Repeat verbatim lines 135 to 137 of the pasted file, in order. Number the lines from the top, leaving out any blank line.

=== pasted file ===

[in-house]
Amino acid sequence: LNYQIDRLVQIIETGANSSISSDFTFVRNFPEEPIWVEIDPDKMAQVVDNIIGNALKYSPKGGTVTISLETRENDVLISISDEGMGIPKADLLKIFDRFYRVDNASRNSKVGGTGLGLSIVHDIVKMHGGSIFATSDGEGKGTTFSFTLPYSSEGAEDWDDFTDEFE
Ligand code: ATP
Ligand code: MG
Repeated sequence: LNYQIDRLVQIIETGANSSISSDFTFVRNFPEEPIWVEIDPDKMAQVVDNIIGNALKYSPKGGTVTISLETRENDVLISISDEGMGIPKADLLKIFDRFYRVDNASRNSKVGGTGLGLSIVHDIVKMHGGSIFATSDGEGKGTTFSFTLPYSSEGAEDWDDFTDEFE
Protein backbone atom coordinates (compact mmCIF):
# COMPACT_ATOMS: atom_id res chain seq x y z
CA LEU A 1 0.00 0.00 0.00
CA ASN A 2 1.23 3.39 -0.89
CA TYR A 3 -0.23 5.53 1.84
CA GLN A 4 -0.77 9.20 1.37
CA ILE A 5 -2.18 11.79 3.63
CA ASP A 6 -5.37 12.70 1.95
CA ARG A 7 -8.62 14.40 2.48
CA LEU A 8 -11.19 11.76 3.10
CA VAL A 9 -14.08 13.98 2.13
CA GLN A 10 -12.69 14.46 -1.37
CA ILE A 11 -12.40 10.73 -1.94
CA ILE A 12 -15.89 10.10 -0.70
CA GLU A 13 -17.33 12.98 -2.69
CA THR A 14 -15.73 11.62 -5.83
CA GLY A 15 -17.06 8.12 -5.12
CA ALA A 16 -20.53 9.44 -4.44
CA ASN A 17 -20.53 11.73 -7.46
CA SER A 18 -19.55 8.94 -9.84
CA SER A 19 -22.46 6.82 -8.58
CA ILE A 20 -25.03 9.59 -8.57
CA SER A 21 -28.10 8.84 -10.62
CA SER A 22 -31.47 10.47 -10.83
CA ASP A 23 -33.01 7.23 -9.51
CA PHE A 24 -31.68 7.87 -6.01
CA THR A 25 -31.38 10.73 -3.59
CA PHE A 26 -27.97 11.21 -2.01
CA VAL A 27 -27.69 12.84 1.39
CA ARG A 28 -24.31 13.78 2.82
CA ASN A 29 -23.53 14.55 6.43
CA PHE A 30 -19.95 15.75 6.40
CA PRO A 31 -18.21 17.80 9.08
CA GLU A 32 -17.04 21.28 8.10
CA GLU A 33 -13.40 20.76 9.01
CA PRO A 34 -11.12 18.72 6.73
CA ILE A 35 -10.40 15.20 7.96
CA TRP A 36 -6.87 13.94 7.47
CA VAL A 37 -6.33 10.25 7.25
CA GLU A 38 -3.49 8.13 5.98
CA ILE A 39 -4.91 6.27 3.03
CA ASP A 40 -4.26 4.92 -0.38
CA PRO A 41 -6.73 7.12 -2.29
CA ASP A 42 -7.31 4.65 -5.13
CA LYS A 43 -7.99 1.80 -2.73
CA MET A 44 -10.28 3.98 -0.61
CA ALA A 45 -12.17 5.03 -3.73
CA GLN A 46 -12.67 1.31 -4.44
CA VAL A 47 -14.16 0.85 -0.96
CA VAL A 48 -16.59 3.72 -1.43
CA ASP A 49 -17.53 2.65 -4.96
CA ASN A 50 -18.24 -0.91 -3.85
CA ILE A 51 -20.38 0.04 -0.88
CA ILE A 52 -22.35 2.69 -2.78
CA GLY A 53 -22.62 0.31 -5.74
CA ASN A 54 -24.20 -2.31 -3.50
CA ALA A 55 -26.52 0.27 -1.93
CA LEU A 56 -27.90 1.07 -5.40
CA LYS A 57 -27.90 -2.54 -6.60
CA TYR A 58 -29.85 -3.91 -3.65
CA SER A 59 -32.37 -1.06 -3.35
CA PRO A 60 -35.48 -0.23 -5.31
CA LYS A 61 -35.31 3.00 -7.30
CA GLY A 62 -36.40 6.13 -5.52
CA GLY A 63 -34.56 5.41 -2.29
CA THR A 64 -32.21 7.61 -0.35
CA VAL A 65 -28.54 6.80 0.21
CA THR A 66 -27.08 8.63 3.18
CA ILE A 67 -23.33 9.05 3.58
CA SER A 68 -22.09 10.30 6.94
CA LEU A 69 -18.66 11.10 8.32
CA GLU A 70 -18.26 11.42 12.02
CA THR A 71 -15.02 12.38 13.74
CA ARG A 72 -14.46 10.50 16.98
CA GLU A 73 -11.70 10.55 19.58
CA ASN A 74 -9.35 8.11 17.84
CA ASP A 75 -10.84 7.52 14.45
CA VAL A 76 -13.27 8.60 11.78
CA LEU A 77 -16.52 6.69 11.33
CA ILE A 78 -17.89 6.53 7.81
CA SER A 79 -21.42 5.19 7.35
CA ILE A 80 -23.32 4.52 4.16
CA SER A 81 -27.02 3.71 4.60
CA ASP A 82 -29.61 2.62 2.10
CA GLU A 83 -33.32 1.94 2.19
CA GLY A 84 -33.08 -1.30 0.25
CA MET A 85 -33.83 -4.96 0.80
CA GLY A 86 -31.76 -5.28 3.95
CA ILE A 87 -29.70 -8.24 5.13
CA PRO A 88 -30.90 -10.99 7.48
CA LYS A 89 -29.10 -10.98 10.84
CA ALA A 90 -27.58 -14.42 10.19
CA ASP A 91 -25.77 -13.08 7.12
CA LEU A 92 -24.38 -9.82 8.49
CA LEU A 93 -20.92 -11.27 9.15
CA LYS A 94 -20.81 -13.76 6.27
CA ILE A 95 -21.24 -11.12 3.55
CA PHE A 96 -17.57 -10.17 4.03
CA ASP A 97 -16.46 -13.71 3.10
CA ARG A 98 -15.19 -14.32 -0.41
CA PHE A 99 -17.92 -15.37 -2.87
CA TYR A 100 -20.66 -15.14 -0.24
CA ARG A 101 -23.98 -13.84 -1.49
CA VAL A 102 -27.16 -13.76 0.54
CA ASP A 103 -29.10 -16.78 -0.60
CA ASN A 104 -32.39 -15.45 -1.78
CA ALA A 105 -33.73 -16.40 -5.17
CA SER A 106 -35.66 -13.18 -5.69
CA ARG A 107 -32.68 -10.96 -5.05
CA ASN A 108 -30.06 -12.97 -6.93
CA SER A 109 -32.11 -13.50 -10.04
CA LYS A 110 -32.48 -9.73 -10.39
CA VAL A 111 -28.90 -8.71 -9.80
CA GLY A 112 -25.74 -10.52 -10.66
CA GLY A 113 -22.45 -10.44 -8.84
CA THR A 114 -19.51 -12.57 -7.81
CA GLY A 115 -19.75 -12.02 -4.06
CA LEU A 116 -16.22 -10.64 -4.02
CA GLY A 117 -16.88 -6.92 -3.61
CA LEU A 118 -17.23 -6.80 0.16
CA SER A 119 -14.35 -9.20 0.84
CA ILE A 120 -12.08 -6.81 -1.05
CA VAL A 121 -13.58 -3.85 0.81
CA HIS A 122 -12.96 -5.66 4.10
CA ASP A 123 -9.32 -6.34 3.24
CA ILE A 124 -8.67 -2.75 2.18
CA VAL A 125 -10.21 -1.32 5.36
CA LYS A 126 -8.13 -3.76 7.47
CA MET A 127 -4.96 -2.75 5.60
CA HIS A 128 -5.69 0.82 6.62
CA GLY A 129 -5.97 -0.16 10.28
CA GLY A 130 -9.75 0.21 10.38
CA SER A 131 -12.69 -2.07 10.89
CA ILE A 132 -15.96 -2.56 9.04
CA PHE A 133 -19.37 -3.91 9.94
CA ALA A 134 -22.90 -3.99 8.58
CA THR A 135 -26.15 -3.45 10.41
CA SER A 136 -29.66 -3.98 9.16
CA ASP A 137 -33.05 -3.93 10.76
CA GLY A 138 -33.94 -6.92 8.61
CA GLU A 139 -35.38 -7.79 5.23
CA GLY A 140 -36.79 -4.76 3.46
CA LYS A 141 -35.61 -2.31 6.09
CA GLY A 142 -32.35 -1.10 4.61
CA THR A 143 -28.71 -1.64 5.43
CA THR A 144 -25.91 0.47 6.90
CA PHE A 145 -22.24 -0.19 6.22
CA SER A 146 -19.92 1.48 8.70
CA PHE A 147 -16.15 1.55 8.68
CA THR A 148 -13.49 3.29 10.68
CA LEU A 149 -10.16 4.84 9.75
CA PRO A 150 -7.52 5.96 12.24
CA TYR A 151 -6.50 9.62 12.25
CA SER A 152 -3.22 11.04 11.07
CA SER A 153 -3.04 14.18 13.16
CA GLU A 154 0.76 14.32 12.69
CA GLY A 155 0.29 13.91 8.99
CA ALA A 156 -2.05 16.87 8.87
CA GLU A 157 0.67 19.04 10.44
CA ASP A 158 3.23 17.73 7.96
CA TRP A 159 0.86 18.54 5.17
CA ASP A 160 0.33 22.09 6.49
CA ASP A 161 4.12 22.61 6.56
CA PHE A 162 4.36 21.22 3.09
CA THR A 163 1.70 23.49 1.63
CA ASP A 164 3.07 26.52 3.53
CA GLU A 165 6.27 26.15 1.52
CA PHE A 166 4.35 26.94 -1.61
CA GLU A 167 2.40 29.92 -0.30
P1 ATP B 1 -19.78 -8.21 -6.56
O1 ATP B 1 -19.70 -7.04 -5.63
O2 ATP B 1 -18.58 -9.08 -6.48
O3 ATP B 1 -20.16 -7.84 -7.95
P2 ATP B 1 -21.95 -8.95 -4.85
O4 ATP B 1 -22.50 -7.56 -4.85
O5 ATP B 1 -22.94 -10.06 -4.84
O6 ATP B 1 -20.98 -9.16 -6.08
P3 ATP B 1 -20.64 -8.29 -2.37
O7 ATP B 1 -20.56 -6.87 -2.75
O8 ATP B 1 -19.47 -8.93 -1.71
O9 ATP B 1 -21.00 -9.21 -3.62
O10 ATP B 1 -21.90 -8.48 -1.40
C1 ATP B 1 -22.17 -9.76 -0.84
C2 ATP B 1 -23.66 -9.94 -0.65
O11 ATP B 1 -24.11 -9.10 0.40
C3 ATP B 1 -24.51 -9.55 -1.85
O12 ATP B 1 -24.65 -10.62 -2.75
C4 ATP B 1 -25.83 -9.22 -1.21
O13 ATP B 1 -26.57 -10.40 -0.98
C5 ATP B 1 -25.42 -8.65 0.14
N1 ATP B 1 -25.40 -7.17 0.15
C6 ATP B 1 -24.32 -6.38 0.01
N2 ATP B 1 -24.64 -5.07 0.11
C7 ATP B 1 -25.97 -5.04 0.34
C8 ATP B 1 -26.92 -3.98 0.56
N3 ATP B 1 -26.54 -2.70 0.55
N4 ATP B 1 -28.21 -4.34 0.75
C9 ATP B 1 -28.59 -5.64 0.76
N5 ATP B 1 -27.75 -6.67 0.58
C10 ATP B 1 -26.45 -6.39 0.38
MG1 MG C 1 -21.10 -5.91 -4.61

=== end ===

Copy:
CA HIS A 128 -5.69 0.82 6.62
CA GLY A 129 -5.97 -0.16 10.28
CA GLY A 130 -9.75 0.21 10.38